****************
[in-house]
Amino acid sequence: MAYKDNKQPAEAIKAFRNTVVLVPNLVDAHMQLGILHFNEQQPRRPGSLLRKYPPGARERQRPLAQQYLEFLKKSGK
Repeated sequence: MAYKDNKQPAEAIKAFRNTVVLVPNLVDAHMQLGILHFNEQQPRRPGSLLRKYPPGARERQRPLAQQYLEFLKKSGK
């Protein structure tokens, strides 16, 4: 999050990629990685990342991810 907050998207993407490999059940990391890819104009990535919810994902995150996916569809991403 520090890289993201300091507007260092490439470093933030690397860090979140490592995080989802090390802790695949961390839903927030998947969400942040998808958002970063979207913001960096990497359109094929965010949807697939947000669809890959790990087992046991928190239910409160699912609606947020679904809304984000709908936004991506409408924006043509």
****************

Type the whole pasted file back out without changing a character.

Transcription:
[in-house]
Amino acid sequence: MAYKDNKQPAEAIKAFRNTVVLVPNLVDAHMQLGILHFNEQQPRRPGSLLRKYPPGARERQRPLAQQYLEFLKKSGK
Repeated sequence: MAYKDNKQPAEAIKAFRNTVVLVPNLVDAHMQLGILHFNEQQPRRPGSLLRKYPPGARERQRPLAQQYLEFLKKSGK
């Protein structure tokens, strides 16, 4: 999050990629990685990342991810 907050998207993407490999059940990391890819104009990535919810994902995150996916569809991403 520090890289993201300091507007260092490439470093933030690397860090979140490592995080989802090390802790695949961390839903927030998947969400942040998808958002970063979207913001960096990497359109094929965010949807697939947000669809890959790990087992046991928190239910409160699912609606947020679904809304984000709908936004991506409408924006043509």